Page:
“That’s why I knew it was all baloney.” Roberta devoured the chips. “When Mr. Elliot comes, I’m going to dance with him, but now I’m going to dance with Bobby.” Shooting Eden a smile, she walked across the room and grabbed the hand of the lanky, dark-haired boy. As Eden had thought, he didn’t have a chance.
She watched the dancing, but thought of Chase. It came to her all at once that he was the only man she knew whom she hadn’t measured against her father. Comparisons had never occurred to her. She hadn’t measured Chase against anyone but had fallen in love with him for himself. Now all she needed was the courage to tell him.
“So this is how young people entertain themselves these days.”
Eden turned to find Dottie beside her. For Camp Liberty’s summer dance, she had chosen mauve lace. The pearls had been exchanged for a single, sensational ruby. BooBoo had a clip of rhinestones—Eden sincerely hoped they were only rhinestones—secured on top of her head. Feeling a wave of affection, Eden kissed her aunt. “Are you settled into your hotel?”
“So to speak.” Accepting a potato chip, Dottie took her own survey. The powder-blue voile was the essence of simplicity with its cap sleeves and high neck, but Dottie approved the way it depended on the wearer for its style. “Thank God you haven’t lost your taste.”
Laughing, Eden kissed her again. “I’ve missed you. I’m so glad you came.”
“Are you?” Always discreet, Dottie led her toward the screen door. “I was afraid you weren’t exactly thrilled to see me here.” She let the screen whoosh shut as they stepped onto the porch. “Particularly with the surprise I brought you.”
“I was glad to see you, Aunt Dottie.”
“But not Eric.”
Eden leaned back on the rail. “Did you think I would be?”
“Yes.” She sighed, and brushed at the bodice of her lace. “I suppose I did. It only took five minutes to realize what a mistake I’d made. Darling, I hope you understand I was trying to help.”
“Of course I do, and I love you for it.”
“I thought that whatever had gone wrong between you would have had time to heal over.” Forgetting herself, Dottie offered BooBoo the rest of the chip. “To be honest, the way he’s been talking to me, I was sure by bringing him to you I’d be doing the next-best thing to saving your life.”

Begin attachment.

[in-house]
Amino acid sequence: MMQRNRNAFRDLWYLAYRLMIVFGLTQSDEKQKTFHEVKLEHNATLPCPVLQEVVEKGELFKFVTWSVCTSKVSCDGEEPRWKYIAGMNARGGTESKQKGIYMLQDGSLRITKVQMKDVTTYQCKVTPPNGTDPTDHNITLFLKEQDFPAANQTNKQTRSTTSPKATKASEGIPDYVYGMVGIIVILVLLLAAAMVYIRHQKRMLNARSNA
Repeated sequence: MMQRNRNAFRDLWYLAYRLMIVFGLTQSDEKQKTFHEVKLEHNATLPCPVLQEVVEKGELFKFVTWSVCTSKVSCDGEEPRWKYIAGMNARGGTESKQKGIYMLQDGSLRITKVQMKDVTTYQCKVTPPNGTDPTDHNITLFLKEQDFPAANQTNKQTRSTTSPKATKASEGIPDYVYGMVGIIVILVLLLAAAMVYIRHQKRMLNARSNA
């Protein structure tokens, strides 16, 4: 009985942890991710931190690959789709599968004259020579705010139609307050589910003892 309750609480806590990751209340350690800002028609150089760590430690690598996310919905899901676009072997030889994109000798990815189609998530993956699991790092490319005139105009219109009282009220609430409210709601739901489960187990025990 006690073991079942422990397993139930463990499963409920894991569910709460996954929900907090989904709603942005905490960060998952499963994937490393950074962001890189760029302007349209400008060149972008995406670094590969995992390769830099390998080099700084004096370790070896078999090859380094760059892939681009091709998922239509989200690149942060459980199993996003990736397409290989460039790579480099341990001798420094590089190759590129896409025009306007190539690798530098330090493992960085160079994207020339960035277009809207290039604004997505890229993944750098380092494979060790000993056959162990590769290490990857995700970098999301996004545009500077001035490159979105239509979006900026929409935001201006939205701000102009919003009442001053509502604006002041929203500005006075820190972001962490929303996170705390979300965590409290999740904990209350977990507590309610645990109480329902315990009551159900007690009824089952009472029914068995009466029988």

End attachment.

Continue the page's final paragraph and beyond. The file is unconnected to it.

“I can imagine,” Eden murmured.
“So much for grand gestures.” Dottie moved her shoulders so that the ruby winked. “Eden, you never told me why you two called off the wedding. It was so sudden.”
Eden opened her mouth, then closed it again. There was no reason to hurt and infuriate her aunt after all these months. If she told her now, it would be for spite or, worse, for sympathy. Eric was worth neither. “We just realized we weren’t suited.”
“I always thought differently.” There was a loud blast of music and a chorus of laughter. Dottie cast a glance over her shoulder. “Eric seems to think differently, too. He’s been to see me several times in recent weeks.”
Pushing the heavy fall of hair from her shoulders, Eden walked to the edge of the porch. Perhaps Eric had discovered that the Carlbough name wasn’t so badly tarnished after all. It gave her no pleasure to be cynical, but it was the only answer that seemed right. It wouldn’t have taken him long to realize that eventually she would come into money again, through inheritances. She swallowed her bitterness as she turned back to her aunt.
“He’s mistaken, Aunt Dottie. Believe me when I say he doesn’t have any genuine feelings for me. Perhaps he thinks he does,” she added, when she saw the frown centered between Dottie’s brows. “I’d say it’s a matter of habit. I didn’t love Eric.” Her hands outstretched, she went to take her aunt’s. “I never did. It’s taken me some time to understand that I was going to marry him for all the wrong reasons—because it was expected, because it was easy. And . . .” She drew in her breath. “Because I mistakenly thought he was like Papa.”
“It was my mistake, so most of it was my fault.” Now that it was said, and said aloud, she could accept it. “I always compared the men I dated with Papa. He was the kindest, most caring man I’ve ever known, but even though I loved and admired him, it was wrong of me to judge other men by him.”